By taking a share of the partnership's profits and reinvesting them, he made a fortune. He closed his partnership in 1967 with $9m. He is now worth an estimated $44bn, making him the world's third richest man. His basic salary for running Berkshire Hathaway is a very modest $100,000.

Should you buy the shares?

You have to be pretty wealthy just to be able to buy one share of Berkshire Hathaway (see below). However, the B' shares trade at a more manageable $85. But should you get on board?

One thing's for sure the profits of the insurance business will move up and down a lot. On the other hand, the company's railroad and utility investments are expected to keep on going up. Berkshire's profits are complicated by derivative contracts which Buffett once called "financial weapons of mass destruction".

Berkshire has sold put options (a type of down-bet) to some investors based on the value of various equity indices starting in 2018. Basically, if stock prices rise, Berkshire will make money. If they go down, it will lose money.

But every year, the estimated profit or loss on these contracts has a big impact on Berkshire profits and net asset value. Despite a lot of faith in the ability of Buffett to keep making shareholders richer, it's by no means certain that the numbers stack up.

Last year, the business made profits of $10.2bn on equity invested (or book value) of $165bn a return of just 6.2%.

That's not very good and suggests that the shares should not be worth much more than their book value. But bear in mind that a large chunk of Berkshire's book value is tied up in shares where it only gets a low percentage dividend return. On top of that its derivatives lost money. This tells us that Berkshire's other businesses make decent, but not spectacular, profits.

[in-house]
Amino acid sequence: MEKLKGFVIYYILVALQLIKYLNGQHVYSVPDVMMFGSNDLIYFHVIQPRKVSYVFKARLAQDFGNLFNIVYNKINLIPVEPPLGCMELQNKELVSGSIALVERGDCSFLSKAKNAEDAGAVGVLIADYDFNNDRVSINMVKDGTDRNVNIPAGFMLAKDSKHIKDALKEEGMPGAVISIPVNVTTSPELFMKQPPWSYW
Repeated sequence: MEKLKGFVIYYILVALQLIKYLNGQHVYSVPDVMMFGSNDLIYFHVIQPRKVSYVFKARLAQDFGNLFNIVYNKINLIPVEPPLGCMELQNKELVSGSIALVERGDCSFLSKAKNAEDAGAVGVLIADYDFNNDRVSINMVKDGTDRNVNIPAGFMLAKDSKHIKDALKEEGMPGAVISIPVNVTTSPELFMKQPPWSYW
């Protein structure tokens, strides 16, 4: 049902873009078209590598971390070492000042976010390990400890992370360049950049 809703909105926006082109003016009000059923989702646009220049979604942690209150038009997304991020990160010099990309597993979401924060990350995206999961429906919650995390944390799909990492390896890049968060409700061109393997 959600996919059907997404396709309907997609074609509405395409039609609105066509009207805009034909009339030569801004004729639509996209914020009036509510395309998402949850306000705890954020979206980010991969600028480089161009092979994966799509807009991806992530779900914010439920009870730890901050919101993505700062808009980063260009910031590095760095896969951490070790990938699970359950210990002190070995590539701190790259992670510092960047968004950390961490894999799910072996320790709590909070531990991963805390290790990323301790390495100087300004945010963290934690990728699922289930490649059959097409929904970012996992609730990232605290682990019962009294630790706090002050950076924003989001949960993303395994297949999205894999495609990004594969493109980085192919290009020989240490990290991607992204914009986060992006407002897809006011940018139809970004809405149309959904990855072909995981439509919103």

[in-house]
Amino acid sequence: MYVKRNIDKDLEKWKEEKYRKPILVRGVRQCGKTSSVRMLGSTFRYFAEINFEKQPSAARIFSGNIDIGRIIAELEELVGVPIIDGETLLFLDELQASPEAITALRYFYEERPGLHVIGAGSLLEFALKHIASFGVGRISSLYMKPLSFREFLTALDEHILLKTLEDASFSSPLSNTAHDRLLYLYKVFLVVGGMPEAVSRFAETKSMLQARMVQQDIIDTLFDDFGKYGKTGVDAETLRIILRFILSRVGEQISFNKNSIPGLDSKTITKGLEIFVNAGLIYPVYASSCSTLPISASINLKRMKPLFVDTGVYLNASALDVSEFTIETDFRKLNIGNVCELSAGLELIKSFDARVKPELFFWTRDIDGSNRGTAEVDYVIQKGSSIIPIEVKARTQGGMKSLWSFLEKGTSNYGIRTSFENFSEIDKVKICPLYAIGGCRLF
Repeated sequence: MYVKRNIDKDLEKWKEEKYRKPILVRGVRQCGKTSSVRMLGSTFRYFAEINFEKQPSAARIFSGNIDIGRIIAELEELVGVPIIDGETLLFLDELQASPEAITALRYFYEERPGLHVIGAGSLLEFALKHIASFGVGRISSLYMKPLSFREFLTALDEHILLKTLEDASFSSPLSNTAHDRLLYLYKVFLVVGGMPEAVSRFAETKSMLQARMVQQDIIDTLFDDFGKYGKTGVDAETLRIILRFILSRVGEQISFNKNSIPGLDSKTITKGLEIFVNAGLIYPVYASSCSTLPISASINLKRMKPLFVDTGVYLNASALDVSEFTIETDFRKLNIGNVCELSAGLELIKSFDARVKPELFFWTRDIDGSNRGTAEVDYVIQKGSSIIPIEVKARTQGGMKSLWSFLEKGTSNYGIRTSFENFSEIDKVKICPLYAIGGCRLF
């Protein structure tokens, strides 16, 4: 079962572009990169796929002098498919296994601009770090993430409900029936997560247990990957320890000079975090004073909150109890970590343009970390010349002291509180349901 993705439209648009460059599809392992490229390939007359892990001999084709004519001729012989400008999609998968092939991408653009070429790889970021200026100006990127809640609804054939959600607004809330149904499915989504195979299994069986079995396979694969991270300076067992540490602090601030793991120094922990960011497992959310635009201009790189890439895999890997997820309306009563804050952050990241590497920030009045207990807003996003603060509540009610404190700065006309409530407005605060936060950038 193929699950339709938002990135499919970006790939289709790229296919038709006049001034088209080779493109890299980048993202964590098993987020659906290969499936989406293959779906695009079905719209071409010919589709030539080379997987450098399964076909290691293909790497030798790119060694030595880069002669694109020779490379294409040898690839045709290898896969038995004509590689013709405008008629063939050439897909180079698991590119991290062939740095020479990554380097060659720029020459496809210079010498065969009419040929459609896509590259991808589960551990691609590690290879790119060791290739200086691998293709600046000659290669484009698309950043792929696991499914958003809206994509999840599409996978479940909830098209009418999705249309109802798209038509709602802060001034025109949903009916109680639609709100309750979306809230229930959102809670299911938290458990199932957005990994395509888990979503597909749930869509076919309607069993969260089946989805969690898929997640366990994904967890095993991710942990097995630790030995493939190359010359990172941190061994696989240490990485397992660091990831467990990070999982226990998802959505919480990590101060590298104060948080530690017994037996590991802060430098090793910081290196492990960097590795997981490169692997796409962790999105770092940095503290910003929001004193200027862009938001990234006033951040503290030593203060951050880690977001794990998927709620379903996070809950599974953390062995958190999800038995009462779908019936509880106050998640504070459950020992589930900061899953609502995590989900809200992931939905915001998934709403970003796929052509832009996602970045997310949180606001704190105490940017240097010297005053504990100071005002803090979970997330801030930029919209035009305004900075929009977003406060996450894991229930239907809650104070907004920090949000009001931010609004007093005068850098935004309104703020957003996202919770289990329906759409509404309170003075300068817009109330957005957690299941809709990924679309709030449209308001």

But can they grow? We're not sure they can grow fast enough to make much of a difference to shareholders. This means that Berkshire has to make big acquisitions at good prices to achieve decent growth. This will be hard to do.

Splashing out on the shares of companies like IBM is probably a sign that Berkshire expects to make modest rather than great returns. Buffett, at 82, may be past his best and Berkshire may be too big. Given this, and the fact that you get no dividend for holding Berkshire shares, we are not tempted. You may be better off buying a cheap S&P 500 index fund.


The numbers


Stockmarket code: BRK.A

Share price: $127,318

Market cap: $210.9bn

Net assets (June 2012): $177.4bn

Net debt (June 2012): $20.5bn

P/e (current year estimate): 16.4 times

Yield (prospective): 0%

Price to book value: 1.2 times

What the analysts say

Buy: 4

Hold: 1

Sell: 0

Average price target: $148,750

Directors' shareholdings


W Buffett (CEO): 350,000

C Munger (dep. chairman): 6,235

M Hamburg (CFO): N/A

Phil spent 13 years as an investment analyst for both stockbroking and fund management companies.


After graduating with a MSc in International Banking, Economics & Finance from Liverpool Business School in 1996, Phil went to work for BWD Rensburg, a Liverpool based investment manager. In 2001, he joined ABN AMRO as a transport analyst. After a brief spell as a food retail analyst, he spent five years with ABN's very successful UK Smaller Companies team where he covered engineering, transport and support services stocks.


In 2007, Phil joined Halbis Capital Management as a European equities analyst. He began writing for MoneyWeek in 2010.